It’s finally here. We had to wait an extra day (and we’re not looking at the forecast for this afternoon), but the Washington Nationals’ 2018 campaign is finally starting today and it’s just in time because we were getting tired of waiting for games that count.
Also we miss watching Max Scherzer pitch, Stephen Strasburg throw filth, Bryce Harper mash, Trea Turner run, and we want to see Davey Martinez start managering it up... that’s totally a word, what?
In anticipation of the season opener, we gathered around the virtual roundtable to talk all things Nationals.
Patrick Reddington - Editor in Chief, FBB (aka the guy asking the questions).
Matt Weyrich - FBB writer, opinion columnist, D.C. sports enthusiast
Will Kubzansky - Muckraker, trouble maker, wire tapper
Patrick Reddington (PR): So, Miguel Montero huh? Was expecting to see Pedro Severino share time with Matt Wieters, but given the history between Montero and Mike Rizzo and Dave Martinez I’m not completely surprised. Thoughts on Montero? Will he last? Will the Nationals stick with their stated plan to cut Weiters back to 90-ish starts?
Matt Weyrich (MW): Montero hasn’t been an above-average hitter over the course of a full season since 2012, so anyone expecting him to be anything but a serviceable backup to Wieters will be quickly disappointed. I don’t really buy into the best-shape-of-his-life narrative (OK, maybe for Kyle Schwarber, but that’s I promise that’s it), but simple statistics will tell you that Wieters will at least somewhat regress toward his old self. Montero will probably play better than Jose Lobaton did last season, but he won’t be a difference maker on this team and could be replaced by Severino if [Severino] gets off to a hot enough start in AAA.
Will Kubzansky (WK): Miguel Montero is Jose Lobaton with a little more pop and maybe slightly better behind-the-plate defense and pitch calling, though it all evens out when you consider his arm (or lack thereof). I think he’ll have one or two nice moments for the team, but I certainly wouldn’t expect him to do as well or to pick up the cult-like following that Jose Lobaton earned up until some time in the eighth inning of Game 5 (2017 edition). All of which is to say, for a backup, he’s perfectly reasonable, but it does send some signals that Pedro Severino, who has been “on the cusp” and “this close” for however long, probably isn’t going to be a Major League regular. In regards to Wieters, I think the Nats will cut even further back on his big-league starts around July, because I don’t think the starting catcher for the postseason is on the team unless Wieters really shapes up. Realmuto with another half-year gone probably will cost a little less than three full seasons of him, and other catchers will emerge that the Nats will inevitably target. I’d be very surprised to see Wieters behind the dish come October.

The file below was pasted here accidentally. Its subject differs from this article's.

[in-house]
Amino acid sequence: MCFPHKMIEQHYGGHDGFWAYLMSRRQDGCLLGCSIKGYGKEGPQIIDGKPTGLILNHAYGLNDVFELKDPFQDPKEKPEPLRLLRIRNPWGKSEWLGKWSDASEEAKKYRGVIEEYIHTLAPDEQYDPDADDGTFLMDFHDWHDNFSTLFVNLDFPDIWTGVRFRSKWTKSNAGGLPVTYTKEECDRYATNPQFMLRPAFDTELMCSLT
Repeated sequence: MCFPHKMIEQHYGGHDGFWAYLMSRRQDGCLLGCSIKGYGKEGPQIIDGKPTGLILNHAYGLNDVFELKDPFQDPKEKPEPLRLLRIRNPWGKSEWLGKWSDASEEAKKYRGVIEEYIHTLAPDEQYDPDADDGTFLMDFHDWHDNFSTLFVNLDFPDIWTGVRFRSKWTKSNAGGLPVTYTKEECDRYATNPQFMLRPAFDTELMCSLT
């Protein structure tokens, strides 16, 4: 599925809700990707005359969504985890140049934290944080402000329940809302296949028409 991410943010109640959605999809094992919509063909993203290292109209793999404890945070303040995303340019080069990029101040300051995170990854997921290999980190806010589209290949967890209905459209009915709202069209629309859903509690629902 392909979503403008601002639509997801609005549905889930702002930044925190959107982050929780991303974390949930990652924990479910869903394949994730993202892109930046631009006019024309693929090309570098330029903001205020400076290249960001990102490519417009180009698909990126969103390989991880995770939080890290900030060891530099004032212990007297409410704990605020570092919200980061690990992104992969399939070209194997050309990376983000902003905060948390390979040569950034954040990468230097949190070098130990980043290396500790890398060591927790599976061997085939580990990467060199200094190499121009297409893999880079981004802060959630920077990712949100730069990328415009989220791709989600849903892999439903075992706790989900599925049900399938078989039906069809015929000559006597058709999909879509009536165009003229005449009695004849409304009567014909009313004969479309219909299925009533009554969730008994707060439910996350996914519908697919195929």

PR: Trevor Gott had just one unearned run score while he was on the mound this Spring. I know, I know, don’t trust Grapefruit League stats, we haven’t looked in depth at who he faced, but he impressed and is on the Opening Day roster. Surprised? Think he’ll stick?
MW: As impressive as his Spring Training stats are, Gott is really turning heads with his revamped slider that adds a legitimate second pitch to his arsenal. His fastball averages 95 mph and will probably still be his go-to pitch, but Gott could prove to be a serious bullpen weapon if he’s able to incorporate both pitches effectively. He needs to work quickly, though. When Joaquin Benoit and Koda Glover inevitably return from their respective injuries, Gott will be one of the first candidates to be sent back down to the minors.
WK: Trevor Gott, for a long time now, has had ‘the stuff.’ His fastball definitely has always had the velocity to be a middle-late-ish innings guy, but this spring, it would seem his location and his secondary stuff has finally caught up to his fastball. Obviously, there’s the caveat of Spring Training — Blake Treinen, for instance, had a 0.00 ERA last March —coincidentally until the very day Dusty Baker named him the closer — but Gott hasn’t always been so successful at this time of year, so it’s certainly a step in the right direction. I think that he’s probably very confident in himself right now — people have been questioning him as a return for Yunel Escobar (hey, remember when that was a thing?) essentially since the day of the trade, but the Nats typically scout talent well. He could definitely stick.
PR: Dave Martinez’s first Spring Training featured a Circle of Trust, Hump Day camels, Ryan Zimmerman taking most of his at bats in minor league games, etc.. Thoughts on what you heard from West Palm Beach and initial impressions of Martinez?
WK: If Martinez wants to let Zimmerman do what Zimmerman wants to do, then so be it. But I find it impossible to believe that Zimmerman—seasoned vet of umpteen years—really thinks the best way for him to get ready for MLB pitching is to see stuff below hitting speed that’s not akin to what he’ll see in the Majors. If he really thinks that’s what’s best for him, then fine, but I really won’t believe something’s not up until he steps on the field on Friday.